The Pocket Canon Concept Revisited
Last week's piece about Chad Whitacre's edition of the gospels has me thinking about my favorite "portion" editions. The two that come to mind are pocket-sized, single column text settings perfect in every way for serious reading. Unfortunately they are also incomplete realizations of the concept.
First, there's the ultimate example, the Pocket Canon. Then there's Crossway's similarly-sized edition of the Gospel of John. (I have a copy of the Psalms, too, but I can't seem to locate it!)
I call them incomplete realizations because there aren't editions available for every book of the Bible. You can go much farther with the Pocket Canon, but ultimately you run out of booklets. Since these little editions seem like a perfect way to read through the Bible, I wish someone would run with the idea and do all sixty-six books.
What there is of them, however, is magnificent:
The Pocket Canon is slightly smaller than the Gospel of John, roughly the same size as the Apica CD10 notebook I was praising last week. I could see slipping Pocket Canon and Apica into the same pocket with ease, toting them around as I read and take notes on whichever book I happen to be on. These little volumes seem especially well suited to group book studies. You'd get each member a copy, just as you would in any book group, and voila!
There is, of course, nothing new under the sun. In 1917, as American doughboys shipped off to the trenches, the American Bible Society sent these tiny Army and Navy Editions along with them. I happen to have St. John and Proverbs, perfectly sized to slip into a soldier's tunic pocket. They're very thin, staple-bound with what appears to be a paper-backed linen cover. The only downside to this kind of portability it that I doubt one of these could stop a Mauser bullet.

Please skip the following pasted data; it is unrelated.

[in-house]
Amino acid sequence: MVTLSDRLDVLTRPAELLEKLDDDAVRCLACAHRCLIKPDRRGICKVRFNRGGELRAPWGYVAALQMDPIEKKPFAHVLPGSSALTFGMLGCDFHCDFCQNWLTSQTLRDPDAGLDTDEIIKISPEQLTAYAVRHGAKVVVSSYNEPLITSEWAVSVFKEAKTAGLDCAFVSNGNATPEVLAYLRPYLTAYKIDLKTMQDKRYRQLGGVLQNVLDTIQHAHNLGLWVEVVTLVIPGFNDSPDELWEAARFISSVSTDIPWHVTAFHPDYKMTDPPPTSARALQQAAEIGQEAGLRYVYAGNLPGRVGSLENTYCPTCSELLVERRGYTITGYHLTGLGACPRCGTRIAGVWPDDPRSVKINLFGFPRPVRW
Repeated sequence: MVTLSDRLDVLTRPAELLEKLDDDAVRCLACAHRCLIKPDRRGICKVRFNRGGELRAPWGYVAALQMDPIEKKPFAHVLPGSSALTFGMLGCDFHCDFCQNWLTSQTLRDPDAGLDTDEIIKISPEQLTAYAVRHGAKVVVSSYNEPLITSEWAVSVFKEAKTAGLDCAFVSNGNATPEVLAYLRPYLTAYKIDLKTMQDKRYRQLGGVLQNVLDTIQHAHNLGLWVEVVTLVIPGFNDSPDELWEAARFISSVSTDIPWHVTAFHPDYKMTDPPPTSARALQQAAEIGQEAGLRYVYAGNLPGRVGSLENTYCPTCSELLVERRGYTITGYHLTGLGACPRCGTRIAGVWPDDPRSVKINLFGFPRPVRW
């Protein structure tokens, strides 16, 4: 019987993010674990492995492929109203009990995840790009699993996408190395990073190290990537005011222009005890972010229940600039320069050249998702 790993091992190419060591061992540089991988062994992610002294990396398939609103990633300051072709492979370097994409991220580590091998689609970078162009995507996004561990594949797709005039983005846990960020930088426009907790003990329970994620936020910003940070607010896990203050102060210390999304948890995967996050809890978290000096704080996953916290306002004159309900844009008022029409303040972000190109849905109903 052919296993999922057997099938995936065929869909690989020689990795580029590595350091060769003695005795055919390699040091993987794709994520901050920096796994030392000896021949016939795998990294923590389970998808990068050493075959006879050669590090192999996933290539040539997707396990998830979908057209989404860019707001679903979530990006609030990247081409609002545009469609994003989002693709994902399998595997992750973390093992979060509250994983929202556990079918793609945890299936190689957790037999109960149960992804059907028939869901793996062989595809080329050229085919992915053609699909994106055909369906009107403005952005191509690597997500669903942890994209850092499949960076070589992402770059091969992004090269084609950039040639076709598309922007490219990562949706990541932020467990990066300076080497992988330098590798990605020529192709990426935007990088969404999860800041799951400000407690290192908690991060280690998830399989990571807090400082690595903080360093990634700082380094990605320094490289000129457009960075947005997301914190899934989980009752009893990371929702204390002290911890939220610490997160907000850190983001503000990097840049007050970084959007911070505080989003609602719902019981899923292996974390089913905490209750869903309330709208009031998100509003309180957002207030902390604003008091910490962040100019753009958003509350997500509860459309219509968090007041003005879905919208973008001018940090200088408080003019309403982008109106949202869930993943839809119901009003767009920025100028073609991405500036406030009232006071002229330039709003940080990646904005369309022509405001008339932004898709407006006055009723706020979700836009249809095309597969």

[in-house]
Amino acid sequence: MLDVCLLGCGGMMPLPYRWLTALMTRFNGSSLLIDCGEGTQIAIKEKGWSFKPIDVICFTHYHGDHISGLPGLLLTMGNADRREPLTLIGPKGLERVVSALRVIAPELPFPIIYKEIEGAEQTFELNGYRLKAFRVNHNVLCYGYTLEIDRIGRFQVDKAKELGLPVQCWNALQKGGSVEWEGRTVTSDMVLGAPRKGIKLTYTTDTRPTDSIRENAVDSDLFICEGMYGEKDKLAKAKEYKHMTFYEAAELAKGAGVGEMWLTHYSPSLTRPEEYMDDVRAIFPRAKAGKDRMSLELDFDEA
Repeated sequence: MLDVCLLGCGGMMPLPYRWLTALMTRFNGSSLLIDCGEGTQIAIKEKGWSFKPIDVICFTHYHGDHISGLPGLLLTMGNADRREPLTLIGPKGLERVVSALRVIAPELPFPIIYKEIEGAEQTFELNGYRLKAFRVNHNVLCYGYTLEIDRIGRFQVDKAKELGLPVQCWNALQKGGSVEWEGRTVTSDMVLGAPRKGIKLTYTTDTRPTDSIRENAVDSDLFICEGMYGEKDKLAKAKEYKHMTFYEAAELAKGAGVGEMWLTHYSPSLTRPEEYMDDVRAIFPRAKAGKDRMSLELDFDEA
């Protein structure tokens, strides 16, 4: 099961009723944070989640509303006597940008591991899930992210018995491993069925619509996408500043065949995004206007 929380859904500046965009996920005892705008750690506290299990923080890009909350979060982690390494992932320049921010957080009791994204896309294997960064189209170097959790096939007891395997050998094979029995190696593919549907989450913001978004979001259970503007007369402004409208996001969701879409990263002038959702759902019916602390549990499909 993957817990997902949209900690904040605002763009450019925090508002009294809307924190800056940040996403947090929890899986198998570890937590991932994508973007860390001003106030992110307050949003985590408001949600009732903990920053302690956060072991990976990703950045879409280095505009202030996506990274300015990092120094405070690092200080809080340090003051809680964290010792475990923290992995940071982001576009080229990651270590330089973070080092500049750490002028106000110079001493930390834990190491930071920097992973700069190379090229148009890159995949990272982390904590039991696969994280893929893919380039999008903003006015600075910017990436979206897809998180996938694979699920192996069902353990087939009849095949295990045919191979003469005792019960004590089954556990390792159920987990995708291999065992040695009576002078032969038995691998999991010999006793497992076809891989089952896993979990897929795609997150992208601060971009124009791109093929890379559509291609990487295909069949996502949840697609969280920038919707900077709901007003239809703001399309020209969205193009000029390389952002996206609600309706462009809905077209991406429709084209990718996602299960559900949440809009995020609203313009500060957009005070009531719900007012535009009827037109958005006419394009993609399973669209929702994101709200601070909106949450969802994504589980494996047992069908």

Unlike the Pocket Canon, which also uses the KJV, the text inside is not paragraphed. There is no celebrity introduction in front, either. For such a small edition I find the type quite readable.
Admittedly, I have a soft spot for little booklets like this. I think Penguin 60s are the best thing ever, for example, and I have enough of them to prove it:
To me, the Pocket Canon illustrates that with a little thought and good design, a volume that's cheaply produced can also be a thing of beauty — and great utility. Perhaps some enterprising publisher will catch the bug and put out an entire pocket-sized canon. As Chad Whitacre demonstrates, the tools are readily available to us now. Maybe we should just make our own!